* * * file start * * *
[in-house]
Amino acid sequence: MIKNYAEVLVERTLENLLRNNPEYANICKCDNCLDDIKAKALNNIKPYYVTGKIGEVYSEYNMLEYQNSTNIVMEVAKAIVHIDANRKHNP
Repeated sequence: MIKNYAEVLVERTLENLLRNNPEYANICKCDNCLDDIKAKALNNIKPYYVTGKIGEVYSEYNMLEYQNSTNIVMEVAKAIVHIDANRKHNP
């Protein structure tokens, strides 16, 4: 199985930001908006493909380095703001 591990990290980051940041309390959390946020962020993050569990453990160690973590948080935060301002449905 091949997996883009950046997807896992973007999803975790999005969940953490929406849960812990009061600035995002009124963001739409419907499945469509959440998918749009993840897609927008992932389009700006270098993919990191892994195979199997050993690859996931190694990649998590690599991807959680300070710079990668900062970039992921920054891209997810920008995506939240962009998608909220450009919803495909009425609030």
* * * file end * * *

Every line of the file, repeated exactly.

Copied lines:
[in-house]
Amino acid sequence: MIKNYAEVLVERTLENLLRNNPEYANICKCDNCLDDIKAKALNNIKPYYVTGKIGEVYSEYNMLEYQNSTNIVMEVAKAIVHIDANRKHNP
Repeated sequence: MIKNYAEVLVERTLENLLRNNPEYANICKCDNCLDDIKAKALNNIKPYYVTGKIGEVYSEYNMLEYQNSTNIVMEVAKAIVHIDANRKHNP
């Protein structure tokens, strides 16, 4: 199985930001908006493909380095703001 591990990290980051940041309390959390946020962020993050569990453990160690973590948080935060301002449905 091949997996883009950046997807896992973007999803975790999005969940953490929406849960812990009061600035995002009124963001739409419907499945469509959440998918749009993840897609927008992932389009700006270098993919990191892994195979199997050993690859996931190694990649998590690599991807959680300070710079990668900062970039992921920054891209997810920008995506939240962009998608909220450009919803495909009425609030």